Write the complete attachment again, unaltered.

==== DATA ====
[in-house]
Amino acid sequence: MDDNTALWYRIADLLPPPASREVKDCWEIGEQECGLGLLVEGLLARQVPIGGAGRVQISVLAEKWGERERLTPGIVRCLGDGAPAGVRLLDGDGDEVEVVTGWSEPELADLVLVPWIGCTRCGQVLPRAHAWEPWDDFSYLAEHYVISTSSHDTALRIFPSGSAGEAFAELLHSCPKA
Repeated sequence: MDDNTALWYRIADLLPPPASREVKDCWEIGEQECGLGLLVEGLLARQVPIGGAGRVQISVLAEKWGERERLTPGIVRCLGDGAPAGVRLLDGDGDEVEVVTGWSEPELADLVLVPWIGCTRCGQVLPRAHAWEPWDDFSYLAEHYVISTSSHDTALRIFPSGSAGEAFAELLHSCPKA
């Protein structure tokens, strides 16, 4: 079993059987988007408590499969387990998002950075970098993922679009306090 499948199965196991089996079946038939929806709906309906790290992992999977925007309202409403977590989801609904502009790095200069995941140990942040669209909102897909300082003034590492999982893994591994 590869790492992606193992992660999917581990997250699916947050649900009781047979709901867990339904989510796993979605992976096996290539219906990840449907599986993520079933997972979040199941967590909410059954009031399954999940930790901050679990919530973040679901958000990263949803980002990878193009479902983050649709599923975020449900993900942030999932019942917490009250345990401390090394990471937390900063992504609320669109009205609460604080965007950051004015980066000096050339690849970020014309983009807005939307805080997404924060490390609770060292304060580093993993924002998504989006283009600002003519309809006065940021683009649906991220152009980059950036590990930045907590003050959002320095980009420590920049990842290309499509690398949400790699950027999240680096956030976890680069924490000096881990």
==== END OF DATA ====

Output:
[in-house]
Amino acid sequence: MDDNTALWYRIADLLPPPASREVKDCWEIGEQECGLGLLVEGLLARQVPIGGAGRVQISVLAEKWGERERLTPGIVRCLGDGAPAGVRLLDGDGDEVEVVTGWSEPELADLVLVPWIGCTRCGQVLPRAHAWEPWDDFSYLAEHYVISTSSHDTALRIFPSGSAGEAFAELLHSCPKA
Repeated sequence: MDDNTALWYRIADLLPPPASREVKDCWEIGEQECGLGLLVEGLLARQVPIGGAGRVQISVLAEKWGERERLTPGIVRCLGDGAPAGVRLLDGDGDEVEVVTGWSEPELADLVLVPWIGCTRCGQVLPRAHAWEPWDDFSYLAEHYVISTSSHDTALRIFPSGSAGEAFAELLHSCPKA
């Protein structure tokens, strides 16, 4: 079993059987988007408590499969387990998002950075970098993922679009306090 499948199965196991089996079946038939929806709906309906790290992992999977925007309202409403977590989801609904502009790095200069995941140990942040669209909102897909300082003034590492999982893994591994 590869790492992606193992992660999917581990997250699916947050649900009781047979709901867990339904989510796993979605992976096996290539219906990840449907599986993520079933997972979040199941967590909410059954009031399954999940930790901050679990919530973040679901958000990263949803980002990878193009479902983050649709599923975020449900993900942030999932019942917490009250345990401390090394990471937390900063992504609320669109009205609460604080965007950051004015980066000096050339690849970020014309983009807005939307805080997404924060490390609770060292304060580093993993924002998504989006283009600002003519309809006065940021683009649906991220152009980059950036590990930045907590003050959002320095980009420590920049990842290309499509690398949400790699950027999240680096956030976890680069924490000096881990």